This week! Books!
Actress and (as I only learned this week) talk show host Drew Barrymore sparked an immense amount of controversy this week as she announced the return of her show The Drew Barrymore Show without union writers, who are on an ongoing months-long strike. Writers including Colson Whitehead noted the irony that Barrymore was slated to host the upcoming National Book Awards. Sure enough, the National Book Foundation announced that Barrymore would no longer be hosting. Barrymore also released a completely incoherent statement, including that she was acting with, well, whatever “astute humility” means and that “I hope for a resolve.” Who needs writers, right?
Speaking of which, congrats to the National Book Awards longlist-ees!
And in other award news, the Pulitzer Prize Board announced that non-citizens of the United States would now be eligible for their awards in Books, Drama, and Music in the 2025 awards cycle.
Critic and author Merve Emre gave a really incredible talk on what it means to be a critic, which I highly recommend checking out.
A year after entering the audiobook business, Spotify will test offering subscribers a free audiobook bundle. Audiobooks have gotten really huge in the past decade, and it will be interesting to see how Spotify’s entry into the market ultimately shakes out.
What will happen now that Barbarians at the Gate private equity company KKR have taken over Simon & Schuster? Carter Dougherty and Andrew Park take a look at KKR’s history for clues. They don’t exactly paint a rosy picture.
It’s long been an open secret that nearly every lawyer on the planet has a novel in the drawer. Well, move over all you J.D. writers, M.B.As with secret novels have entered the chat.
Amazon announced that it would require authors to disclose A.I. contributions to their works in books published via Kindle Direct Publishing, which the Authors Guild described as a “welcome first step.”
In writing advice news, Jami Gold looks at the uses and misuses “lampshading,” where authors tip the reader off that they know they know something in the plot is illogical. Lincoln Michel makes the case that you should write for your best readers instead of your dumbest readers.
And V.M. Braganza looks at the history of one of the first English children’s novels, The History of Little Goody Two-Shoes, published in 1765, beloved by Jane Austen.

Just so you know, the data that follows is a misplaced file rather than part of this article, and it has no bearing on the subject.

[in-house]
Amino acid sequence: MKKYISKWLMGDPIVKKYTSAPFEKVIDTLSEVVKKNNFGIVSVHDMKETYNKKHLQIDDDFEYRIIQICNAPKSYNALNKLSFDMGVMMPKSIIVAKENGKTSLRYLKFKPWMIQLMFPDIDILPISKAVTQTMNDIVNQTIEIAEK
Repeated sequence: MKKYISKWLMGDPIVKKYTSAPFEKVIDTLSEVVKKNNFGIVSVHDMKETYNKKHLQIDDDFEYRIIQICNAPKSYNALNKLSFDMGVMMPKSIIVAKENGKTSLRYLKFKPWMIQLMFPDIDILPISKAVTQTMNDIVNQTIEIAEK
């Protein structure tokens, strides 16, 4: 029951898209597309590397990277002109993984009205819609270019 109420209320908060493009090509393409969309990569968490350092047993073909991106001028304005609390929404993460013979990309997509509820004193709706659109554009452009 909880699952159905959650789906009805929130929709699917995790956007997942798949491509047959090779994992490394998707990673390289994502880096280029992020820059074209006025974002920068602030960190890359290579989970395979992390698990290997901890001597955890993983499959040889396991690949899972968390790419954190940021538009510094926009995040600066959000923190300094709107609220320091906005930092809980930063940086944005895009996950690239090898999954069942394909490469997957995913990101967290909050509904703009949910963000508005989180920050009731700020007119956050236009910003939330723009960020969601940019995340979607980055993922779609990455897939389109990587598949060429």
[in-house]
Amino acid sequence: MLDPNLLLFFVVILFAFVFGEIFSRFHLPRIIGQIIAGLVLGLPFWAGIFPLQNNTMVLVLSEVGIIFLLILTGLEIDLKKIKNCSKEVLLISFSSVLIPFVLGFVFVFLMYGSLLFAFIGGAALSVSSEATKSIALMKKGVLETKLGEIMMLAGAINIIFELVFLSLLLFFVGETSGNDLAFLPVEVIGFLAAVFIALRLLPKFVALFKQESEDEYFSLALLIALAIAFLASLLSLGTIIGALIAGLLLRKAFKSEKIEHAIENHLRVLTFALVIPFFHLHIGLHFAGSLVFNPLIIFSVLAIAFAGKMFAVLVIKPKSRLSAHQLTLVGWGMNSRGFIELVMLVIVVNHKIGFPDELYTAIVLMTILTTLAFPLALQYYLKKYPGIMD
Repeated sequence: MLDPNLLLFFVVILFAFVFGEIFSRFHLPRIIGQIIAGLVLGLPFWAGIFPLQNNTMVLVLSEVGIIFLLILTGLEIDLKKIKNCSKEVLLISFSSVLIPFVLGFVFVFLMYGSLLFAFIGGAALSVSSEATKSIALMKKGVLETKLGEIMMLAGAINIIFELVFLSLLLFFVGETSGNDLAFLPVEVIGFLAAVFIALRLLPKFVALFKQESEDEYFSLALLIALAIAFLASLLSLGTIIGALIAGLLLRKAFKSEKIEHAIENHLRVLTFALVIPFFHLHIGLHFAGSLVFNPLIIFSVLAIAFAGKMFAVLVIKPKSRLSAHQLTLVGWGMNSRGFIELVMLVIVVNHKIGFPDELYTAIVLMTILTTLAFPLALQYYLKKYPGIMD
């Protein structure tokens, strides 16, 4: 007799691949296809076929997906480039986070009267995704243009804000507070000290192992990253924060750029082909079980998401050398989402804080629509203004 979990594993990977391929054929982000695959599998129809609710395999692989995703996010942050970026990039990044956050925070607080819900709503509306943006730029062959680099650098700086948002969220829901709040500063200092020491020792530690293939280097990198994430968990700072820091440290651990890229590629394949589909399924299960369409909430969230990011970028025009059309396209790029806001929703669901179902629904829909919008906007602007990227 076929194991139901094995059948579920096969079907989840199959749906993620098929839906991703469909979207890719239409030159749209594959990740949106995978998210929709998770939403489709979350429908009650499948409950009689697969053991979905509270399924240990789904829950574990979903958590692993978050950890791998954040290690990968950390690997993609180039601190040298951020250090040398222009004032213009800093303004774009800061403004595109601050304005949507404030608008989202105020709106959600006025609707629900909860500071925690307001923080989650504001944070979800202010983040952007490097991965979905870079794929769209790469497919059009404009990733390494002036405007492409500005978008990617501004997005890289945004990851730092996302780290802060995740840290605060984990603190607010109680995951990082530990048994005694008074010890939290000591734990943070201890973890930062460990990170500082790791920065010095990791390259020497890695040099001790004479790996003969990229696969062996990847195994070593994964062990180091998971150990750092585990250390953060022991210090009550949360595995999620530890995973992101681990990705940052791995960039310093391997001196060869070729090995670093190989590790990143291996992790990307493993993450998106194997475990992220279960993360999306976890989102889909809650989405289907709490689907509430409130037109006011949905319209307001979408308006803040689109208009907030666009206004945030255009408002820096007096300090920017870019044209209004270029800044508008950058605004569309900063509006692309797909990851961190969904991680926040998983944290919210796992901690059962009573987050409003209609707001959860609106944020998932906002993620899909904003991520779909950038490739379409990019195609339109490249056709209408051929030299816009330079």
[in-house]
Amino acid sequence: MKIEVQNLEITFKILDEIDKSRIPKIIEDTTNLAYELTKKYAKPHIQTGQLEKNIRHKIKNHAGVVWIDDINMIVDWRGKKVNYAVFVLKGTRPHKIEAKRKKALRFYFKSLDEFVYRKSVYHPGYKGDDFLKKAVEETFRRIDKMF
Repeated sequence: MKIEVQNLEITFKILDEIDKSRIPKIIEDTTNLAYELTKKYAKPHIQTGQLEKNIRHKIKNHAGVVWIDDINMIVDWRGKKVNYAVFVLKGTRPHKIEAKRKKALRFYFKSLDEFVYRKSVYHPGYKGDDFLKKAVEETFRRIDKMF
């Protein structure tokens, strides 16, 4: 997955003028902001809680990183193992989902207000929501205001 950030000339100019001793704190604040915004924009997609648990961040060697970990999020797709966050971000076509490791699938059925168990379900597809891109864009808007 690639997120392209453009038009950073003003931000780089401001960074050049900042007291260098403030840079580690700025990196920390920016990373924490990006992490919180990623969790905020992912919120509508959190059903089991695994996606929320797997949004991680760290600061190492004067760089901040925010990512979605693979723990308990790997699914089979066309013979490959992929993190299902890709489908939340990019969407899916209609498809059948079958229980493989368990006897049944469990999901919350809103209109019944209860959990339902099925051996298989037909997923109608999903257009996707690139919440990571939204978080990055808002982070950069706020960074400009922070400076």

This week in bestsellers
Here are the top five NY Times bestsellers in a few key categories. (All links are affiliate links):
Adult print and e-book fiction:
- Holly by Stephen King
- Things We Left Behind by Lucy Score
- Payback in Death by J.D. Robb
- Fourth Wing by Rebecca Yarros
- The River We Remember by William Kent Krueger
Adult print and e-book nonfiction:
- Killers of the Flower Moon by David Grann
- Outlive by Peter Attia with Bill Gifford
- The Body Keeps the Score by Bessel van der Kolk
- The Coming Wave by Mustafa Suleyman with Michael Bhaskar
- Why We Love Baseball by Joe Posnanski
Young adult hardcover:
- This Winter by Alice Oseman
- Divine Rivals by Rebecca Ross
- Foxglove by Adalyn Grace
- Solitaire by Alice Oseman
- The Spirit Bares its Teeth by Andrew Joseph White
Middle grade hardcover:
- Wonder by R.J. Palacio
- Refugee by Alan Gratz
- The Sun and the Star by Rick Riordan and Mark Oshiro
- A Horse Named Sky by Rosanne Parry
- Odder by Katherine Applegate
This week on the blog
In case you missed them, here are this week’s posts:
- Training scenes work in movies. They (usually) suck in novels
- Stay grounded in the story (query critique)
Don’t forget that you can nominate your first page and query for a free critique on the blog:
And keep up with the discussion in all the places!
And finally, congrats to “stinkie” the corpse flower (pictured) at the Huntington Library, Museum, and Botanical Gardens for blooming for the first time in several years. You are named appropriately, my friend.
Have a great weekend!
Need help with your book? I’m available for manuscript edits, query critiques, and coaching!
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Photo: The Huntington, San Marino, CA. Follow me on Instagram!